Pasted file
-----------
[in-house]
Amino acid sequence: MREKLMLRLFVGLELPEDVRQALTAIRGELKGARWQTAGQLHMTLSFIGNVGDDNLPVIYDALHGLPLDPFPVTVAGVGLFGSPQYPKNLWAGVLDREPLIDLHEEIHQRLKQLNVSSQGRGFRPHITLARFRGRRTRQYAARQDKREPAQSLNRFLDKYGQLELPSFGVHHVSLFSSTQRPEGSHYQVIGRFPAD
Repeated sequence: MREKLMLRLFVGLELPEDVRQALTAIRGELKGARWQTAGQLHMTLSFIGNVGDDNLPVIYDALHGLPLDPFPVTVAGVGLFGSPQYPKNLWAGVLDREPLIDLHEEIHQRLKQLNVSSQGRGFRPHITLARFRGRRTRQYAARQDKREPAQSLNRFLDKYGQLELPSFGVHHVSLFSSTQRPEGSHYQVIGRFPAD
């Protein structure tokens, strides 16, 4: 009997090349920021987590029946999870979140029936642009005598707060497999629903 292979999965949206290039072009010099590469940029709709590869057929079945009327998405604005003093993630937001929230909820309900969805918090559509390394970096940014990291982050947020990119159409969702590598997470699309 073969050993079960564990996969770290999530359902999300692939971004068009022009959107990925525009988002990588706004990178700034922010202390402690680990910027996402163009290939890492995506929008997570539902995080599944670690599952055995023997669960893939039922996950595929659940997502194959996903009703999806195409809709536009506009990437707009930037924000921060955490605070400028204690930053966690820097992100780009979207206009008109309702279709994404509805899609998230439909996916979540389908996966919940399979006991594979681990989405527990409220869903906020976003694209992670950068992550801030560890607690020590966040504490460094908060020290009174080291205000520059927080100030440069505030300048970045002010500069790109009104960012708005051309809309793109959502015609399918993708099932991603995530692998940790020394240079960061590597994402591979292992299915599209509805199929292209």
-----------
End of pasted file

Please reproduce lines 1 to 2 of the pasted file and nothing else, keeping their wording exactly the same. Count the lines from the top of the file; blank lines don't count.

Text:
[in-house]
Amino acid sequence: MREKLMLRLFVGLELPEDVRQALTAIRGELKGARWQTAGQLHMTLSFIGNVGDDNLPVIYDALHGLPLDPFPVTVAGVGLFGSPQYPKNLWAGVLDREPLIDLHEEIHQRLKQLNVSSQGRGFRPHITLARFRGRRTRQYAARQDKREPAQSLNRFLDKYGQLELPSFGVHHVSLFSSTQRPEGSHYQVIGRFPAD